IT WAS 10 A.M. ON APRIL 6, 2013, when Mary Beth Smedinghoff's cell phone rang. A day earlier, she and her husband, Tom, had driven 10 hours from their home in suburban Chicago to Carlisle, Pennsylvania, where they were visiting their daughter Joan, a sophomore at nearby Dickinson College and the youngest of their four children. The couple were just getting ready to leave their room at the Days Inn when they got the call. Without picking up, Mary Beth knew it was about their eldest daughter, Anne. Any call from a 202 area code—Washington, D.C.—had to be about Anne, a State Department diplomat stationed at the U.S. Embassy in Kabul, Afghanistan. When an operator indicated that the call was from the State Department, Mary Beth muttered, "This can't be good."
Moments later, she was connected to John Kerry, the secretary of state. Kerry was scheduled to leave for Istanbul on official business, but he had kept his plane idling at Andrews Air Force Base in Maryland until he could connect with the Smedinghoffs. Just two weeks earlier, he'd paid a surprise 24-hour visit to Kabul, during which time Anne Smedinghoff, just 25 and a rising star in the Foreign Service, acted as an aide and guide. It was a plum role, the kind usually reserved for senior embassy officials, but "Ambassador Anne," as her colleagues dubbed her, had so impressed her supervisors with her unflappable and enterprising mien that nobody thought twice about giving her the task.
Kerry provided scant details to the Smedinghoffs, save for the most important: There's been an explosion … A suicide bomber … Six killed … "[Kerry] told us that she was calm," Tom recalls. "They got her on a stretcher and into a helicopter. She was still alive when they got to the hospital. They lost her there."
Smedinghoff, an assistant information officer, was the first American diplomat killed on the job since the deadly attack on the U.S. Embassy in Benghazi, Libya, seven months earlier. And like that incident, which resulted in the death of U.S. Ambassador Christopher J. Stevens and three other Americans, questions have emerged about the security measures in place the morning that Smedinghoff, traveling some six hours away from the embassy, was killed: Why was a civilian noncombatant operating so far beyond the embassy compound and the protection it provided? Was she adequately trained for that kind of excursion? But such questions, should they ever be answered, belie the bigger question, one rarely asked by those still reeling from the loss but which serves as the through line for Smedinghoff's brief but brilliant life: Why would a young woman who could have worked anywhere opt to work in one of the most violent places on earth?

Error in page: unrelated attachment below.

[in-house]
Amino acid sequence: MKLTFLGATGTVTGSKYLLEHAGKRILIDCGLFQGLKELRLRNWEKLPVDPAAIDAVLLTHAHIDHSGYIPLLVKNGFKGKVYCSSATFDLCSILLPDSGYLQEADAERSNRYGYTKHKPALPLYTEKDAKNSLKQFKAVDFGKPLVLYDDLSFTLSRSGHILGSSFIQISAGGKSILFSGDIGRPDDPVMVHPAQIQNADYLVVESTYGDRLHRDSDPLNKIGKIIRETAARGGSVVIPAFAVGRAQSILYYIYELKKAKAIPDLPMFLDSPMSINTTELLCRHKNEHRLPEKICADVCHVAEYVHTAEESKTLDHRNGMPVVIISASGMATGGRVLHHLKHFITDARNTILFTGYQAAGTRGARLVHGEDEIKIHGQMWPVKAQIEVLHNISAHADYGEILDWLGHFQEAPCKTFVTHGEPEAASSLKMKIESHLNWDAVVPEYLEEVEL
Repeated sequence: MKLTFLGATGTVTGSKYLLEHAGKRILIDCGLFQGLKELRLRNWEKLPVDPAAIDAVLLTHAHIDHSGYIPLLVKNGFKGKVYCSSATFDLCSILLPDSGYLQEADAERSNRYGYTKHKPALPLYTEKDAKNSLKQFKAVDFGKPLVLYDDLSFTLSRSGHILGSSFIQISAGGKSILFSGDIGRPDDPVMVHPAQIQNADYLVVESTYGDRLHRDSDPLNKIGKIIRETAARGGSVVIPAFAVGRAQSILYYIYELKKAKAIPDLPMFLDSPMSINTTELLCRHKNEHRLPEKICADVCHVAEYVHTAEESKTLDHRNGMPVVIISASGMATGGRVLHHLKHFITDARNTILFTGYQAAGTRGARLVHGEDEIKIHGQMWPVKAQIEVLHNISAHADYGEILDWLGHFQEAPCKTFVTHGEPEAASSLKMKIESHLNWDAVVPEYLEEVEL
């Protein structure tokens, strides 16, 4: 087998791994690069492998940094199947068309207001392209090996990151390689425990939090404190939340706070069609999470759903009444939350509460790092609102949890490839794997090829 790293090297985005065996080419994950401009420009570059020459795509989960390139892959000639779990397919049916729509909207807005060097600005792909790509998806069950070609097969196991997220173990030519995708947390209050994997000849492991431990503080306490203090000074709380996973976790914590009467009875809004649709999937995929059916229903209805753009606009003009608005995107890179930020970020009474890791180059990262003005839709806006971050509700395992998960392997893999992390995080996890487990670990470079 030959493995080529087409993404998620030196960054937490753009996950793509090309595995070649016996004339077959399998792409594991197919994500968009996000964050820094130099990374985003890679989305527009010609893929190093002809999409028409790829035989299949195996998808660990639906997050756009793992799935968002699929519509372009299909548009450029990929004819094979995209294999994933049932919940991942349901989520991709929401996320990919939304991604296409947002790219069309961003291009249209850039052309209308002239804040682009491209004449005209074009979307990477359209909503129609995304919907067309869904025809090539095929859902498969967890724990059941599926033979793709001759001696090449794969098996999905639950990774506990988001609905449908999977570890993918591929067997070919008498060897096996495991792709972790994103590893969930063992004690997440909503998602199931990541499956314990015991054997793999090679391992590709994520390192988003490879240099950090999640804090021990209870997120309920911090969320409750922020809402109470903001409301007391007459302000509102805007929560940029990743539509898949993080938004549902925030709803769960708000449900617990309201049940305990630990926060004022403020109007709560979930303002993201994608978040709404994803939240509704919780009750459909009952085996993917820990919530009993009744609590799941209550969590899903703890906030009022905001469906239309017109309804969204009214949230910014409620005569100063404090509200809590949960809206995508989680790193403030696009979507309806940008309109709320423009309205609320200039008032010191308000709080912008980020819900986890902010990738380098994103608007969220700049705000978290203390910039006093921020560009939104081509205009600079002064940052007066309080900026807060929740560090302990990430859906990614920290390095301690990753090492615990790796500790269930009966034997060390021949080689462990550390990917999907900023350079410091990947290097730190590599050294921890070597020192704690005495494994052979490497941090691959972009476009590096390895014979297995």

UNTIL SHE LEFT for Johns Hopkins University at 18, Anne Smedinghoff lived in the same house in River Forest, Illinois, an upscale suburb some 10 miles outside of Chicago, all her life. But hers was no cloistered existence. At Fenwick High School, where she ran cross-country, studied Spanish, and participated in the Catholic school's campus ministry, a senior trip to London opened her eyes to the possibilities that lay in wait beyond her hometown. "She always did have a sense of adventure," says her mother. "From an early age, she had a calm and poise about her. She was not one to get rattled by things."
Smedinghoff majored in international relations at Johns Hopkins and toyed with attending law school, but she abandoned those plans after an internship at the Department of Justice. By the end of her senior year, Smedinghoff had taken the State Department's grueling written exam and aced the interviews designed to weed out the serious from the merely adventurous. The Foreign Service generally accepts older candidates, those seasoned by professional experience, but the 5'8", chestnut-haired Smedinghoff displayed an uncommon maturity and commitment for her age. Shortly after graduating, she moved to D.C. to begin nine weeks of training as a Foreign Service officer.
Her first posting was in 2010 in Caracas, Venezuela, where she served in the consulate, conducting roughly 100 visa-application interviews a day. Her quiet but commanding presence so impressed her supervisors that she was quickly tapped to check up on Americans incarcerated in Venezuelan prisons. Inmates, many of them members of drug cartels, all but control the prison system and are frequently armed. "It's an intimidating experience," says Amiee McGimpsey, who served with Smedinghoff in both Venezuela and Afghanistan, and who currently works as a liaison officer for the State Department in Kabul. "It's a very uncontrolled environment. But Anne was always completely fearless. She did it because it needed to be done."